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Niger: ECOWAS Parliament divided over military intervention as option

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ECOWAS parliament

The ECOWAS Parliament was on Saturday divided over taking military action as an option aimed at tackling the political situation in Niger Republic and restoring civil rule there.

Some members made called for actions that would nip in the bud military incursion into politics within the region, while others identified diplomacy and dialogue as the best approaches to tackling the crisis.

No fewer than 22 parliamentarians participated in the virtual extraordinary meeting to discuss the political crisis in Niger.

Some members who were against military intervention highlighted the economic woes that the people of Niger could experience if invaded.

Ali Djibo, from Niger Republic said already at least 9,000 schools had been closed down owing to the crisis.

“War will only compound the economic woes the peoples of the sub-region are already going through.

“As we speak, over a thousand trucks, loaded with goods, are stranded at the border.

“If a coup happened in Nigeria or Cote’d’Iviore tomorrow, where’s the ECOWAS going to mobilise troops to fight the Nigerian or Ivorian military? How many borders are we going to close?

“We must also bear in mind that if we’re applying the ECOWAS treaty, it should be applicable to all.”

Awaji-Inombek Dagomie Abiante (Rivers), ECOWAS must pay keen attention and treat the root causes of coups in ECOWAS countries

Members of the ECOWAS Parliament making a case for military intervention in Niger said diplomacy had contributed in no small measure to the increase in the spate of military takeover of government in the West African sub-region.

Contributing, Adebayo Balogun, posited that ECOWAS leaders were proposing military action to remove the junta. not clamouring for a fully-fledged war.

He recalled that Niger was a signatory to ECOWAS’ revised protocol on non-military intervention.

Also, Bashir Dawodu expressed the belief that the body should open itself up to the possibility of a military option and apply pressure on the putschists while exploring dialogue.

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Putin Registers As Candidate For Russia’s Next Presidential Election

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Russia on Monday officially recognised Vladimir Putin as a candidate for the presidential elections in March, a vote that he is all but certain to win.

The 71-year-old has led Russia since the turn of the century, winning four presidential ballots and briefly serving as prime minister in a system where opposition has become virtually non-existent.

The Central Election Commission said it had registered Putin, who nominated himself, as well as right-wing firebrand and Putin-loyalist Leonid Slutsky as candidates for the vote.

The election will be held over a three-day period from March 15 to 17, a move that Kremlin critics have argued makes guaranteeing transparency more difficult.

Following a controversial constitutional reform in 2020, Putin could stay in power until at least 2036.

Rights groups say that previous elections have been marred by irregularities and that independent observers are likely to be barred from monitoring the vote.

While Putin is not expected to face any real competition, liberal challenger Boris Nadezhdin has passed the threshold of signatures to be registered as a candidate.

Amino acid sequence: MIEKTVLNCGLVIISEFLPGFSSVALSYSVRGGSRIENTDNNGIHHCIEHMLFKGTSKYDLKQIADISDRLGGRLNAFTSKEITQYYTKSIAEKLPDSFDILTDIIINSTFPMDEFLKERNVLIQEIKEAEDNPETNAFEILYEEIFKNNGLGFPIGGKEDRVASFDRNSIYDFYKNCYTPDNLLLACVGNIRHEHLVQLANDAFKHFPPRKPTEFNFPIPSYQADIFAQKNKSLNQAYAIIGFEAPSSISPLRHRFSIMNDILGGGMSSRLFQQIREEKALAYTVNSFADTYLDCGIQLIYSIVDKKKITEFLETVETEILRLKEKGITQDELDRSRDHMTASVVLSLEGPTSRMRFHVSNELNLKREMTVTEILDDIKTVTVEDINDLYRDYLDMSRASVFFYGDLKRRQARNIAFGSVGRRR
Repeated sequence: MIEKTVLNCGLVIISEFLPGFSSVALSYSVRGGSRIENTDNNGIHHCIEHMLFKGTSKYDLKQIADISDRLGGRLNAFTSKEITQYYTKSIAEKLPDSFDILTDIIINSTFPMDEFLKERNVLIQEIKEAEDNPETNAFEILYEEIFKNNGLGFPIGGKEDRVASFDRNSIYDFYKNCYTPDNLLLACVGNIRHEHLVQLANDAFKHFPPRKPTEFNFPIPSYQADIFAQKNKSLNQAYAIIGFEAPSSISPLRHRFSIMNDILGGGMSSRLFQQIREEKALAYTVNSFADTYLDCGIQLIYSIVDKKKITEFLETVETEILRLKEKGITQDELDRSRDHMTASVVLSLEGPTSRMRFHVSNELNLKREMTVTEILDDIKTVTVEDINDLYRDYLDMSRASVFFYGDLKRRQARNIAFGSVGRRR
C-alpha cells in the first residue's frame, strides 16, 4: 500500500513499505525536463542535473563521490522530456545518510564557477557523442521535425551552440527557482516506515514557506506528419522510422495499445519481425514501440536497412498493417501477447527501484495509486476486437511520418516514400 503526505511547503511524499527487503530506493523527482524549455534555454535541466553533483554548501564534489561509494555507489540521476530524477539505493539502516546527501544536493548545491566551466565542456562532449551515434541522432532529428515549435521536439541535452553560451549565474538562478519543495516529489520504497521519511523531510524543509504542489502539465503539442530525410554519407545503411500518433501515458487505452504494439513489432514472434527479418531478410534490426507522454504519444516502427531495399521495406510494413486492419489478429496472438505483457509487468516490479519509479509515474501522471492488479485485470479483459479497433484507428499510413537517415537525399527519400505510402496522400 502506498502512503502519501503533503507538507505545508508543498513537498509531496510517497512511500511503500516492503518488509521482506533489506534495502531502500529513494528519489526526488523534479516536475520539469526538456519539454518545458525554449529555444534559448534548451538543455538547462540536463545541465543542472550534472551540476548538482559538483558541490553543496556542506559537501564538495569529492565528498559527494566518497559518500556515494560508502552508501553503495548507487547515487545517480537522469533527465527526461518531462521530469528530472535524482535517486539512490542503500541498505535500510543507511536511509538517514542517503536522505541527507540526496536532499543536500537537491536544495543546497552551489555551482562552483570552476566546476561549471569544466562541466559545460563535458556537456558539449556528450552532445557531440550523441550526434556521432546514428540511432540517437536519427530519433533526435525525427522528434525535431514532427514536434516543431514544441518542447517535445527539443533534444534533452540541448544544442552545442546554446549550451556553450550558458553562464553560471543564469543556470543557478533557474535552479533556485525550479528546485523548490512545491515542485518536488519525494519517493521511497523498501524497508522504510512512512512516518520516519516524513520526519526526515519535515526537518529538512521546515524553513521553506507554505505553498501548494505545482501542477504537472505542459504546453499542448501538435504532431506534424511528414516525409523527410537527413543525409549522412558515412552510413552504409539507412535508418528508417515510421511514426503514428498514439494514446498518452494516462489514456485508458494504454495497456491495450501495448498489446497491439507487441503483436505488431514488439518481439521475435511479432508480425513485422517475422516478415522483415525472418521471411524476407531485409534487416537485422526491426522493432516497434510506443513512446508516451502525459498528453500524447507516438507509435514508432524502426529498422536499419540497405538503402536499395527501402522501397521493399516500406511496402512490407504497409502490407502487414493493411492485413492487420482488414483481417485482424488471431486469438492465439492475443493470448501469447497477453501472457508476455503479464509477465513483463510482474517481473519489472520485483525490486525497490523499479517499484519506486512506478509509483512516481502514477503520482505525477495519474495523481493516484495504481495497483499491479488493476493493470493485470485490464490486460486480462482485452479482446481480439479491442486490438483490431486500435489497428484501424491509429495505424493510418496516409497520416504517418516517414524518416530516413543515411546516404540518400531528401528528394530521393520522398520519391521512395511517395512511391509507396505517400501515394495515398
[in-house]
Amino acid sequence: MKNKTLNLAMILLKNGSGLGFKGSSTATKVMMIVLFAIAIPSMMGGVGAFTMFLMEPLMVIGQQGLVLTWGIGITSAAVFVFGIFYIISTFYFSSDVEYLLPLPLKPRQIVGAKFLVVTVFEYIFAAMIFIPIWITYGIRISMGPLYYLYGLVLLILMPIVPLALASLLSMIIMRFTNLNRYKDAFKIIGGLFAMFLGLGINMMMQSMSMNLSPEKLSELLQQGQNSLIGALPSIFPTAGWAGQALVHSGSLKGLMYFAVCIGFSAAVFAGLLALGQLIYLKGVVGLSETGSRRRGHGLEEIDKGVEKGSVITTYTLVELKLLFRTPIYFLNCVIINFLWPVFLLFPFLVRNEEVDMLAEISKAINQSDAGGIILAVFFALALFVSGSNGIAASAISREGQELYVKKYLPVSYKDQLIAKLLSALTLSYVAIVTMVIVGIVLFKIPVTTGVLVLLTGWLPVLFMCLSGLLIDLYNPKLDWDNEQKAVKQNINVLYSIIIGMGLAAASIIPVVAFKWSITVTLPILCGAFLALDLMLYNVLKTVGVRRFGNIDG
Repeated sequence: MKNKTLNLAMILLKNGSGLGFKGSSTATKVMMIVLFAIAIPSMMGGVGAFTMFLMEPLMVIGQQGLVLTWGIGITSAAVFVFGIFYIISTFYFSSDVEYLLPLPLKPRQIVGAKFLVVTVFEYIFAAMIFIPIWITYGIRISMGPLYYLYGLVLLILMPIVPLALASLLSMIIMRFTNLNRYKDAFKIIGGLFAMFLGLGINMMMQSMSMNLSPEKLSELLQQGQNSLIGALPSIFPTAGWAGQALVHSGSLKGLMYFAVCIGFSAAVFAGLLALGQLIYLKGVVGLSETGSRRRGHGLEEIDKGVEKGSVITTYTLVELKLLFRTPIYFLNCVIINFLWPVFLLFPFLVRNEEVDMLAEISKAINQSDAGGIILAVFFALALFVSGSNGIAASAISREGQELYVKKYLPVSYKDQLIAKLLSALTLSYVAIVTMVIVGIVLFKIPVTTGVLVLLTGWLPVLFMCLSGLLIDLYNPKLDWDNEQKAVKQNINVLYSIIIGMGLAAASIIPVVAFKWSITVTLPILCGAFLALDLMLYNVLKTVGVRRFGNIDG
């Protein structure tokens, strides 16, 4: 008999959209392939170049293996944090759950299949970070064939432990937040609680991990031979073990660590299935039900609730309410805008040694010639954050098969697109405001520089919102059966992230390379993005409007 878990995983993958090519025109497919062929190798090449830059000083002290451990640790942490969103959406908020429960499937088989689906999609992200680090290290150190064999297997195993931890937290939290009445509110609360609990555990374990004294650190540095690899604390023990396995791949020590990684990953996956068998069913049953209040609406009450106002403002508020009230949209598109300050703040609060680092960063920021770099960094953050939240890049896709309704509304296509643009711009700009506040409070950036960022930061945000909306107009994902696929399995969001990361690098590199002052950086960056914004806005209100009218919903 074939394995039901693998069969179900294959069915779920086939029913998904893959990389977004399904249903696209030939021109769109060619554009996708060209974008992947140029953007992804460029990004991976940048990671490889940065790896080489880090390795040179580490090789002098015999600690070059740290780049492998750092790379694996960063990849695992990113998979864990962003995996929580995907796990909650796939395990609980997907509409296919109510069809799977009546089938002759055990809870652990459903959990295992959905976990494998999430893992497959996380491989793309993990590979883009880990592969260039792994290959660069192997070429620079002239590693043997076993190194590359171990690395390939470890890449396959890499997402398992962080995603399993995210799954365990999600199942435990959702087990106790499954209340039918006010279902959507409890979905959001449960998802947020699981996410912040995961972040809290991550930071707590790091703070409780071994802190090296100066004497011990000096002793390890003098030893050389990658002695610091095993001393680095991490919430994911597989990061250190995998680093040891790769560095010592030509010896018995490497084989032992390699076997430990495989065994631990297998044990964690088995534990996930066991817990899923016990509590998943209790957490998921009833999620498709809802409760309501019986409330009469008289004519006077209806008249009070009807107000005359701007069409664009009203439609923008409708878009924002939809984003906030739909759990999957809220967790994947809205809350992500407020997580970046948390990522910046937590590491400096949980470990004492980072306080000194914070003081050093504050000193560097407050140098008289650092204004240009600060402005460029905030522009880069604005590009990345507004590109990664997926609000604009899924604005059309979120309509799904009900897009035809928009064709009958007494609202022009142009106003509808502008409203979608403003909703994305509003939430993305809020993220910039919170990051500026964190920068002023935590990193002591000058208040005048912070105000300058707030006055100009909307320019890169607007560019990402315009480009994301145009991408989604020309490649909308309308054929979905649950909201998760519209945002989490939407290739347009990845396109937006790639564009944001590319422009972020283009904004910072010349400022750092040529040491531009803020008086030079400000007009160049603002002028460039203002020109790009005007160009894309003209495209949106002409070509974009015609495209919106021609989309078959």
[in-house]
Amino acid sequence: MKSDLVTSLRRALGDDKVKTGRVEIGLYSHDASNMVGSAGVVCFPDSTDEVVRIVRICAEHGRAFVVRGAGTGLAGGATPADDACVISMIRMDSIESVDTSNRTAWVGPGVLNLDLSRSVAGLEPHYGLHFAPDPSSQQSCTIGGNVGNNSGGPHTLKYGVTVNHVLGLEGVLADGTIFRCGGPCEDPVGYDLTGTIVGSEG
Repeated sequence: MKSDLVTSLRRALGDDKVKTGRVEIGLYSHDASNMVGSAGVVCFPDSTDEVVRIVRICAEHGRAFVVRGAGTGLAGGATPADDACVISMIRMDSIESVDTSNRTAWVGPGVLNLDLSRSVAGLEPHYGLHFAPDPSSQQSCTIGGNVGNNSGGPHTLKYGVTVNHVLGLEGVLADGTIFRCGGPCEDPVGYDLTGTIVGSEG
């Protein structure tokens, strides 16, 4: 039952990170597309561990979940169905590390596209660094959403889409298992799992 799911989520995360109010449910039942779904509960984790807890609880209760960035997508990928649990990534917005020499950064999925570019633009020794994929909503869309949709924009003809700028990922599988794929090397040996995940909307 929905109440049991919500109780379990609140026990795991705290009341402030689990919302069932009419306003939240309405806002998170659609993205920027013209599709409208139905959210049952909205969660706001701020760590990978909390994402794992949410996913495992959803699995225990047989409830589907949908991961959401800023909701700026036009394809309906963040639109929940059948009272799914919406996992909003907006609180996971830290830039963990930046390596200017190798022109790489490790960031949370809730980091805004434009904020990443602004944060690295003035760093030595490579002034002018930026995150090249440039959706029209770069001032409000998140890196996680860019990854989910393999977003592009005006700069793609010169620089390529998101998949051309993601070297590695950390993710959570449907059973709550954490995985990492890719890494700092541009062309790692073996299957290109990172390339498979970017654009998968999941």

However, it is still unclear if he will be allowed to run, and the Kremlin has said it does not consider him to be a serious rival.

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Hong Kong court grants Chinese real estate giant reorganisation postponement

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Hong Kong’s Supreme Court has once again granted the highly indebted Chinese real estate giant Evergrande a postponement for its reorganisation plan.

Judge Linda Chan surprisingly postponed the decision until Jan. 29, the South China Morning Post reported on Monday.

The property developer, which has liabilities estimated at more than 300 billion dollars, is threatened with liquidation.

However, creditors from abroad had taken the company to court because of its missing several payments.

Chan had already said at the previous hearing that this would be the last postponement and that she would very likely agree to liquidation if China Evergrande did not find a plan for restructuring with its creditors.

According to reports, however, the lawyers of the Hong Kong-listed group had now held out the prospect of being able to reach an agreement with the lenders in the coming weeks.

In the case of liquidation, an insolvency administrator would monetise the company and pay out the creditors.

Meanwhile, some experts were of the opinion that liquidation would return less money to creditors than a reorganisation, China Evergrande argued the same in court, according to reports.

The group had been trying to submit a restructuring plan since 2022, without success. Its founder and once China’s richest man, Hui Ka Yan, is being investigated by the Chinese authorities.

Like many other property groups, the company had been in a serious crisis for some time because it is earning significantly less on the slumping property market.

The company is finding it more difficult to obtain state support and is no longer able to service its loans.

“The Evergrande case also shows that the era of large private property developers in China is coming to an end,’’ says Max Zenglein from the Merics China Institute in Berlin.

If Chan decides to wind up China Evergrande, this could also have an impact on other companies.

“One challenge for the government will be to prevent domino effects in the economy caused by major bankruptcies,’’ says Zenglein.

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